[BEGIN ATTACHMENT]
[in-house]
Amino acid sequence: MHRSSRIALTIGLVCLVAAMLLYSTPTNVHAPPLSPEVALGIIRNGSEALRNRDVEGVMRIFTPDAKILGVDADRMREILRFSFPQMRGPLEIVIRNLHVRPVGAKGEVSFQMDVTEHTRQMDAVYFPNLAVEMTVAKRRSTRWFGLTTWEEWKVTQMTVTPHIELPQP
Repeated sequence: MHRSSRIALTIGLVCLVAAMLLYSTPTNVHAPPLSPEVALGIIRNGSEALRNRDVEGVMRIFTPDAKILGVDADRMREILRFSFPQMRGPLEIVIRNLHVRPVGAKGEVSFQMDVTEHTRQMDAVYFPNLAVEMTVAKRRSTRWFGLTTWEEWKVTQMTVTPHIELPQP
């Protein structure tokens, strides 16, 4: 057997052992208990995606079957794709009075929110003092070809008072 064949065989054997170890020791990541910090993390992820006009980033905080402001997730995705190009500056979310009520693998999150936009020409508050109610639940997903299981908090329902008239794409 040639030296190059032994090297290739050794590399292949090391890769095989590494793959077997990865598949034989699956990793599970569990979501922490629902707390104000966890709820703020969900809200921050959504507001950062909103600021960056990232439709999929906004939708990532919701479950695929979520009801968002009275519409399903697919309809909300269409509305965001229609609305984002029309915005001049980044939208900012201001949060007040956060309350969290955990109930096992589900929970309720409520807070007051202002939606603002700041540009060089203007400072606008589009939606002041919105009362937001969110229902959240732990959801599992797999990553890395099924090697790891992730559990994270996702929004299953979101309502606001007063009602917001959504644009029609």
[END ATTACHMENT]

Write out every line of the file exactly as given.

[in-house]
Amino acid sequence: MHRSSRIALTIGLVCLVAAMLLYSTPTNVHAPPLSPEVALGIIRNGSEALRNRDVEGVMRIFTPDAKILGVDADRMREILRFSFPQMRGPLEIVIRNLHVRPVGAKGEVSFQMDVTEHTRQMDAVYFPNLAVEMTVAKRRSTRWFGLTTWEEWKVTQMTVTPHIELPQP
Repeated sequence: MHRSSRIALTIGLVCLVAAMLLYSTPTNVHAPPLSPEVALGIIRNGSEALRNRDVEGVMRIFTPDAKILGVDADRMREILRFSFPQMRGPLEIVIRNLHVRPVGAKGEVSFQMDVTEHTRQMDAVYFPNLAVEMTVAKRRSTRWFGLTTWEEWKVTQMTVTPHIELPQP
């Protein structure tokens, strides 16, 4: 057997052992208990995606079957794709009075929110003092070809008072 064949065989054997170890020791990541910090993390992820006009980033905080402001997730995705190009500056979310009520693998999150936009020409508050109610639940997903299981908090329902008239794409 040639030296190059032994090297290739050794590399292949090391890769095989590494793959077997990865598949034989699956990793599970569990979501922490629902707390104000966890709820703020969900809200921050959504507001950062909103600021960056990232439709999929906004939708990532919701479950695929979520009801968002009275519409399903697919309809909300269409509305965001229609609305984002029309915005001049980044939208900012201001949060007040956060309350969290955990109930096992589900929970309720409520807070007051202002939606603002700041540009060089203007400072606008589009939606002041919105009362937001969110229902959240732990959801599992797999990553890395099924090697790891992730559990994270996702929004299953979101309502606001007063009602917001959504644009029609």